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Doing business with China, timing is everything

Lauren Patlansky, PKF Octagon Asia Business Services

China may be one of Africa’s largest trading partners, which means opportunities for those companies in sectors outside of just raw commodities to grow in China are becoming more complex and require careful planning alongside support.

Leading business solutions across the Africa-China trade corridor PKF Octagon notes that China quickly emerged as sub-Saharan Africa’s largest individual trading partner in the past 20 years, and this picture continues to change meaning businesses need to approach this market with their eyes wide open.

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The IMF has reported about a fifth of sub-Saharan Africa’s total goods exports go to China, which is an indication of large amounts of imports from African countries supplying manufactured goods and machinery to China.

Metals, mineral products, and fuel represent about three-fifths of the Sub-Saharan exports to China.

Changing times

China’s economic engagement has cooled down according to PKF Octagon.

In 2021, at the China Africa Cooperation Forum, China announced its first financial support cut to Africa, from %60 billion to $40 billion over three years.

This was followed by a decision at the China Africa Economic and Trade Expo in June 2023, where about $10 billion of projects that were signed dropped when compared to the 2019 event.

This is due to the fallen precipitous loan disbursement to sub-Saharan Africa.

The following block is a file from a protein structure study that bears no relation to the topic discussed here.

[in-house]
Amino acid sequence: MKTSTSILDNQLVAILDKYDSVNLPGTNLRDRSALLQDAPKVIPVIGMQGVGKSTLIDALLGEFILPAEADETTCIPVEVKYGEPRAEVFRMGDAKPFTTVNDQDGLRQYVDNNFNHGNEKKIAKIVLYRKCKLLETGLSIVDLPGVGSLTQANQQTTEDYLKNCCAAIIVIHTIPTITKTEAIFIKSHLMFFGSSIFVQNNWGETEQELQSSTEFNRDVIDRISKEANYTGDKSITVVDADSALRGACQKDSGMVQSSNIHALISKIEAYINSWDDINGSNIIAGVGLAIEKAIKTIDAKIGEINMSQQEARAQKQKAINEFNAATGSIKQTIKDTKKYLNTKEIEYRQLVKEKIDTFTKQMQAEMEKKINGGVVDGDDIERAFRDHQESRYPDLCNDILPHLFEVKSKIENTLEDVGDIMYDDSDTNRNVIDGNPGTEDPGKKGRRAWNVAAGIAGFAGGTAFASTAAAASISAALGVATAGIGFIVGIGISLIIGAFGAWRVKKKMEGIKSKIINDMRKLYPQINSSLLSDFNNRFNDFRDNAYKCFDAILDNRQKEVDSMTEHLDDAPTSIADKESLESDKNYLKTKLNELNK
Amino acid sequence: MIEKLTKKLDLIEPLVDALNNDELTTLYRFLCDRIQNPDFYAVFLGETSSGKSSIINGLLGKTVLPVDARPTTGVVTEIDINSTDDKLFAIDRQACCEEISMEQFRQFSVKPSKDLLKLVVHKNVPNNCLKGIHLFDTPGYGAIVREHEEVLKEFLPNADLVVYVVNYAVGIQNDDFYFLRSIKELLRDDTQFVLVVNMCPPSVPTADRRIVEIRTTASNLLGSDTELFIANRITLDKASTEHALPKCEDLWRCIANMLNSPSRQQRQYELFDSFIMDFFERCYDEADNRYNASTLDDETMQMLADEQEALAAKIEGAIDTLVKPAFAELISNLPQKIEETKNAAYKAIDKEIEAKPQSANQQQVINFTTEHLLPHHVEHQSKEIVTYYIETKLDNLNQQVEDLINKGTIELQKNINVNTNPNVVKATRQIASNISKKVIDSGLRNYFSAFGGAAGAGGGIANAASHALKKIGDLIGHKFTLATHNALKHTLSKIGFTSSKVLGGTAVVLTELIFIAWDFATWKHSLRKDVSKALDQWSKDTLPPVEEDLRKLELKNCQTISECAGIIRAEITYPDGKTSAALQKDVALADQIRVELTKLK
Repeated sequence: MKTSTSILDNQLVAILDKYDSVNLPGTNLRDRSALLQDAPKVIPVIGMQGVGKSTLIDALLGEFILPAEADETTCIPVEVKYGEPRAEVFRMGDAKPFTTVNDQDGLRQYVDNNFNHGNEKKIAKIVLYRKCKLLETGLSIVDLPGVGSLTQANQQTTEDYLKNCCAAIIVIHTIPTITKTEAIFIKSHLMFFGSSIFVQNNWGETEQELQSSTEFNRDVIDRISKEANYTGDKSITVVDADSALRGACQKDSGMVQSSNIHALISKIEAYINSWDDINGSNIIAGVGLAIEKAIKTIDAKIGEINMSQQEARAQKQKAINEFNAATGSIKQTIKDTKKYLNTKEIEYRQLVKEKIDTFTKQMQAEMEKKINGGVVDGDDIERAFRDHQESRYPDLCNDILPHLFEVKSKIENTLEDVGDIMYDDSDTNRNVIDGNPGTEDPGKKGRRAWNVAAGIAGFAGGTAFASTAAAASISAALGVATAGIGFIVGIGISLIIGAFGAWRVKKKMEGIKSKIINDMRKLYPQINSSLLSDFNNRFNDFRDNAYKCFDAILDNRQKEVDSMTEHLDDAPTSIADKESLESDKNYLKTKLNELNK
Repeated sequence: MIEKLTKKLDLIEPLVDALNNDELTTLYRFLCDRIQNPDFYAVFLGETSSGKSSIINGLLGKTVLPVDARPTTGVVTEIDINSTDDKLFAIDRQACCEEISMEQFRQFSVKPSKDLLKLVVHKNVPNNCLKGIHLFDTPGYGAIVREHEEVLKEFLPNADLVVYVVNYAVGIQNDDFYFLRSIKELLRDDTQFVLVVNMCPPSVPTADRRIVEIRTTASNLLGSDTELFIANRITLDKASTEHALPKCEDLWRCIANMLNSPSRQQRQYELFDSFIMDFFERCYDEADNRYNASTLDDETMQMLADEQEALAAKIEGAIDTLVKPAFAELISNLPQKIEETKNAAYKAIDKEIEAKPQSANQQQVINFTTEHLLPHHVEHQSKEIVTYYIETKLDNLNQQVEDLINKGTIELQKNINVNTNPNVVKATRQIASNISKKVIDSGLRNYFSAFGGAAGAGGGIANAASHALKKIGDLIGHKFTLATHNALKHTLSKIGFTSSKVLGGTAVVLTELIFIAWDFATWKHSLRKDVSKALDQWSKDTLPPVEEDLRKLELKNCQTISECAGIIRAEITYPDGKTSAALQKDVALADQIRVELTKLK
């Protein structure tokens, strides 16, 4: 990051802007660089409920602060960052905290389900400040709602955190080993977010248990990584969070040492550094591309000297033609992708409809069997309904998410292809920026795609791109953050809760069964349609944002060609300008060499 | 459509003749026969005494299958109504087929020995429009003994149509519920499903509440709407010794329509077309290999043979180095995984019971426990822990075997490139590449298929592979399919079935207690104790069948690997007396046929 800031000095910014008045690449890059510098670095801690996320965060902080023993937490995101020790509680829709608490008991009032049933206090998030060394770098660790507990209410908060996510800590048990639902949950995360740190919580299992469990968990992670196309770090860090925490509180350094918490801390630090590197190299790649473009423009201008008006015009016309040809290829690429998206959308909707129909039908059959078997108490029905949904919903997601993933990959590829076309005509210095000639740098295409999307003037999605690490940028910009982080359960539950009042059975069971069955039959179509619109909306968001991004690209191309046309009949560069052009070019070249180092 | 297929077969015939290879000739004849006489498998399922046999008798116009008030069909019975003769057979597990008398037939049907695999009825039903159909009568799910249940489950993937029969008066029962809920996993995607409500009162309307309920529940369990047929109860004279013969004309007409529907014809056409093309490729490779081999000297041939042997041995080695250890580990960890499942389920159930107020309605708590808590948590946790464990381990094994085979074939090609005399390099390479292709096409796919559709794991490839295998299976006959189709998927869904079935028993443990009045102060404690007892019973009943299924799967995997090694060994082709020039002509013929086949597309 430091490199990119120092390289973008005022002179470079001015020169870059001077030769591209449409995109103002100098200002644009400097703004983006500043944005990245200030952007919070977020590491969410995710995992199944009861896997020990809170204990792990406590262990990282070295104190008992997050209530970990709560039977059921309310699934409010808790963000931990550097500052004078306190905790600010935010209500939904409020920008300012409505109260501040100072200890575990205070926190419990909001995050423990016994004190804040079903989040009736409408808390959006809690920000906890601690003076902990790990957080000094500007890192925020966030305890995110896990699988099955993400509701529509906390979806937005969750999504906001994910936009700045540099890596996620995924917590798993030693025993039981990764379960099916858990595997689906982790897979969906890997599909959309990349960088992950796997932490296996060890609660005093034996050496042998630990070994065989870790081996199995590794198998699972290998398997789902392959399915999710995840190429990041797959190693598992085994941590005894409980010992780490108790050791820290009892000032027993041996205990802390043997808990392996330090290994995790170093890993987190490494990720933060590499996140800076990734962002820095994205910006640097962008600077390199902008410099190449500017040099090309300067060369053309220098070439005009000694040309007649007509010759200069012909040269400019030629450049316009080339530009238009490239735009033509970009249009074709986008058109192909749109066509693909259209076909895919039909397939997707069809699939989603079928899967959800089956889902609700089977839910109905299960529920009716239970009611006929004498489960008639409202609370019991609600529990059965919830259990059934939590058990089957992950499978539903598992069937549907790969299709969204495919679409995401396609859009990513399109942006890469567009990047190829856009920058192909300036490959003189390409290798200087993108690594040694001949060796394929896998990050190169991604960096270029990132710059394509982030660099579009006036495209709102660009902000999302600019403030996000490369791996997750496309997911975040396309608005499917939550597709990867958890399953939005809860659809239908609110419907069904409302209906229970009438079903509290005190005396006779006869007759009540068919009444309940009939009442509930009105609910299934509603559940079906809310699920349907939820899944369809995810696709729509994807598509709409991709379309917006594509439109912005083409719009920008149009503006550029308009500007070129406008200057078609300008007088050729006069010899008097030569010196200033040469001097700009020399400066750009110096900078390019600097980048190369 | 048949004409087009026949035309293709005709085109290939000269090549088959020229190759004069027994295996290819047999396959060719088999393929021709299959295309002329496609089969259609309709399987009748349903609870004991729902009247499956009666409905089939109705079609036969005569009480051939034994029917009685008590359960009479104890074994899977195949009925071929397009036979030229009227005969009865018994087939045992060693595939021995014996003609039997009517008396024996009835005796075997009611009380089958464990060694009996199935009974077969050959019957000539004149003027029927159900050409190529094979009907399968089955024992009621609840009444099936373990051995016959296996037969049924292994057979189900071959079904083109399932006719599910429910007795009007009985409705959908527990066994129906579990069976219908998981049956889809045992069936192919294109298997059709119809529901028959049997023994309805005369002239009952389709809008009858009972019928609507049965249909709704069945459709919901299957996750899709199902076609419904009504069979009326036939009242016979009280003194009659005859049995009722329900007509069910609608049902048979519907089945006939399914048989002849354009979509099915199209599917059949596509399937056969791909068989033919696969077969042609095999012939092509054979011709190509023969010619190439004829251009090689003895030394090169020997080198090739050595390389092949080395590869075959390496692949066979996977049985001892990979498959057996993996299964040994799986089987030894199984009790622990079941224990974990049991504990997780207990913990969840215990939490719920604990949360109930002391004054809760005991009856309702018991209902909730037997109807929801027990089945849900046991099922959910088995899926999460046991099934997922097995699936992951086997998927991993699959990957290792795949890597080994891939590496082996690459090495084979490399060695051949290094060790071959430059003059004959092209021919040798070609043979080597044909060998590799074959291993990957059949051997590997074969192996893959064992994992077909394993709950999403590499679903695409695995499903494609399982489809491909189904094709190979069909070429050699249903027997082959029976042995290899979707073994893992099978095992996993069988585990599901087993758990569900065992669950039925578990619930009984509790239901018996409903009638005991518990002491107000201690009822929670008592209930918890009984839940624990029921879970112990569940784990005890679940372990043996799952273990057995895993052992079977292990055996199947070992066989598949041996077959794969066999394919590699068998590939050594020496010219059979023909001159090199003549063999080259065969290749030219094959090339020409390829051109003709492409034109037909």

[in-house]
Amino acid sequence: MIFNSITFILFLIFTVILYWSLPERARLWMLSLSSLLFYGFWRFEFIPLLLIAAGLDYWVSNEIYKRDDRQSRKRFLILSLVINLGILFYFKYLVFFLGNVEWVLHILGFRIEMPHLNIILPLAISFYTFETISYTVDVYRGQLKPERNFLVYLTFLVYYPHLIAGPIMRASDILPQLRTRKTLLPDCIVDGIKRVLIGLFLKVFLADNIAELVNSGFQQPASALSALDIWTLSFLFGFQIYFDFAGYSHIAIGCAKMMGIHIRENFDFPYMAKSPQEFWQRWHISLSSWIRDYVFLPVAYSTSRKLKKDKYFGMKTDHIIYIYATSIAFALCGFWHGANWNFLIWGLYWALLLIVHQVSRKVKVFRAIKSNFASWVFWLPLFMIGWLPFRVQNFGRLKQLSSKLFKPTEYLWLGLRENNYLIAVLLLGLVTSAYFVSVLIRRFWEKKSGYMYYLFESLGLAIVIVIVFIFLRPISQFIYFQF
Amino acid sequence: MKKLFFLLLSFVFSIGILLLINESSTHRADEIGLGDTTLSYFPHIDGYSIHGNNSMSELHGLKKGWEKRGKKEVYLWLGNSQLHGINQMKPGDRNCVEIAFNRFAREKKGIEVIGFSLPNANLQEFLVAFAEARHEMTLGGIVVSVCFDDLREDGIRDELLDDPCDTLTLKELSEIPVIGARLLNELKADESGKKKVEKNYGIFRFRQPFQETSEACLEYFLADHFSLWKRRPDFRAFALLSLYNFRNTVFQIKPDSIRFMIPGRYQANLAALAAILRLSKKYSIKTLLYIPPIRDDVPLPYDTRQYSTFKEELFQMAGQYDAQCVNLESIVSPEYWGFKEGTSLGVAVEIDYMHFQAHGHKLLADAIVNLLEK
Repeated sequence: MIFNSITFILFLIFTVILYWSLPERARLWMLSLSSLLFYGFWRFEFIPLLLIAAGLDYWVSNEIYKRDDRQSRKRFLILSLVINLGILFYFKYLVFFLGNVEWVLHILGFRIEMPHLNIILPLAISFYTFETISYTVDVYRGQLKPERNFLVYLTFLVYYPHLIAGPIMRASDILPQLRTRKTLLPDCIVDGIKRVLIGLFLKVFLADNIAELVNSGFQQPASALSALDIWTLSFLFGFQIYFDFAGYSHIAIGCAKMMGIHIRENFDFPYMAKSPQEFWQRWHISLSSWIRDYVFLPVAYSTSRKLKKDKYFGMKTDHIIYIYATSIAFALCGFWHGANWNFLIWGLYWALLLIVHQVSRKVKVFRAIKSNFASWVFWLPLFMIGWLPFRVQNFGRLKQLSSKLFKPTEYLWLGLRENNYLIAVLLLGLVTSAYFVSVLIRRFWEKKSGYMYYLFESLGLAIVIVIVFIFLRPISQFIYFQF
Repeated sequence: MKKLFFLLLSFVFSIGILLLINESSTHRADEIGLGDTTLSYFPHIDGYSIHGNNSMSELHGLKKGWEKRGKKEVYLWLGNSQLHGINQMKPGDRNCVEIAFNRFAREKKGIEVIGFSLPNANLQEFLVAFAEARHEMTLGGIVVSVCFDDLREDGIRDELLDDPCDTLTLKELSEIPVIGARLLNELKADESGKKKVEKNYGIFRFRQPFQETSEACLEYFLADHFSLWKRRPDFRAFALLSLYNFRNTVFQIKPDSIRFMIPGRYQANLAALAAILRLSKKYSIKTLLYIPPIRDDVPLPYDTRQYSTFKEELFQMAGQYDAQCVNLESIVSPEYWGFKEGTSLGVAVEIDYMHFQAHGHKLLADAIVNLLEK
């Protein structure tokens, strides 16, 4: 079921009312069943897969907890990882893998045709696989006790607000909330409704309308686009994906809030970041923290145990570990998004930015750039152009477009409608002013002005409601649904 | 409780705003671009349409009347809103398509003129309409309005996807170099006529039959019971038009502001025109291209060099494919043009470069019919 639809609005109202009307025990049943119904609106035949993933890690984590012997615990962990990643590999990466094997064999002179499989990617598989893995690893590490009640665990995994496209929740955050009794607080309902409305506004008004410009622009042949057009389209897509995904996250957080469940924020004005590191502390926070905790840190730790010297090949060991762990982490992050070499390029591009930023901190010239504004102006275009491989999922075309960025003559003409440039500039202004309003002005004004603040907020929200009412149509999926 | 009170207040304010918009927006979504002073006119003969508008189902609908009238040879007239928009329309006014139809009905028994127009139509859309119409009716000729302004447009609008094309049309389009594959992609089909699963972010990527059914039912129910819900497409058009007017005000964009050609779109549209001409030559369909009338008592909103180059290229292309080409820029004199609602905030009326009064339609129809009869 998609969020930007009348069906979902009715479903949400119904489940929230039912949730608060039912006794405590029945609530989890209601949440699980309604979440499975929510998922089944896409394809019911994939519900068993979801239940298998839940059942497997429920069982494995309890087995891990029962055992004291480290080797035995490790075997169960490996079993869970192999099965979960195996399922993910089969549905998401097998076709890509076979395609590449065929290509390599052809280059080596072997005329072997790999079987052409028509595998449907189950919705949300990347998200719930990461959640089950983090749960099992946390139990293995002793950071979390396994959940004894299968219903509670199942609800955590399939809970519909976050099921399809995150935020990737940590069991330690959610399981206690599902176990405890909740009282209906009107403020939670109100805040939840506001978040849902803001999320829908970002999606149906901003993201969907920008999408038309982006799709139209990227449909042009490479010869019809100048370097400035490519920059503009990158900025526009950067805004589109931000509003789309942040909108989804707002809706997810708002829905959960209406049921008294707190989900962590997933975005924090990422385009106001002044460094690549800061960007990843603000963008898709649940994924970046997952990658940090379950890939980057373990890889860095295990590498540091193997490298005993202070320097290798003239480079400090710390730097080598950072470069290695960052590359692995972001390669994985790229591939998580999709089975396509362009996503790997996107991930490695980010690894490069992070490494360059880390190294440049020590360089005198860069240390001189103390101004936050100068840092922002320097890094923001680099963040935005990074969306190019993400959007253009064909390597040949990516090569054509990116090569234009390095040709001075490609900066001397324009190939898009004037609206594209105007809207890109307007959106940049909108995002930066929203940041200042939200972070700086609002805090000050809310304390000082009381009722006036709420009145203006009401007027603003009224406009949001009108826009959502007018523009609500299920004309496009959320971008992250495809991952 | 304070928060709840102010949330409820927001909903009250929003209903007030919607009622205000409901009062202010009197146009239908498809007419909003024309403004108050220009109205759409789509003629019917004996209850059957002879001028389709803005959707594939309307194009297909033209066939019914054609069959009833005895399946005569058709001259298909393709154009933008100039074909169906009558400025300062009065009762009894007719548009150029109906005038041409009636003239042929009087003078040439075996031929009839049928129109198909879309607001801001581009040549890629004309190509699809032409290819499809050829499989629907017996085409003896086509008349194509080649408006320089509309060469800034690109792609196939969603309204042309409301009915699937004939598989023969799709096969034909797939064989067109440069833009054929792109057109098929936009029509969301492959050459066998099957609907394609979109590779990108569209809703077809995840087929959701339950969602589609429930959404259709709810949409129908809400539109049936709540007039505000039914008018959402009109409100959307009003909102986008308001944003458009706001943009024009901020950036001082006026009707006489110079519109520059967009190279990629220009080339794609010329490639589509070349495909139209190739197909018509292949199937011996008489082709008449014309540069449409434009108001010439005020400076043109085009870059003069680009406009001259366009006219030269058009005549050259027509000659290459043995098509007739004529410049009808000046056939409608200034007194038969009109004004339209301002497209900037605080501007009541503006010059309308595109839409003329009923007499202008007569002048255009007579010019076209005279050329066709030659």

“China’s appetite for raw commodities will not be unlimited nor last forever, while trade patterns worldwide – not just in China – are changing fast, ” said Patlansky,

“There are many geopolitical shifts taking shape and so African businesses need to adapt. They must take a more strategic view, armed with hard facts and experience to ensure success,” says Lauren Patlansky, PKF Octagon Asia business services.

This will translate into more opportunities for those companies in sectors outside of raw commodities such as critical minerals or better solutions that can service the growing consumer market in China.

“…it’s not just the business landscape to navigate – those entering these markets must be equipped with the necessary cultural insights, language support, and technical expertise to realize their global ambitions.”

China may remain the world’s most fast-paced developing country with an investment environment attracting the world’s financial institutions, but navigating an exciting ecosystem with China appears to require considerable insight into the best investment vehicles coupled with the right timing.  After all, timing is everything.

Also read: How SME’s have the answer to the economic question

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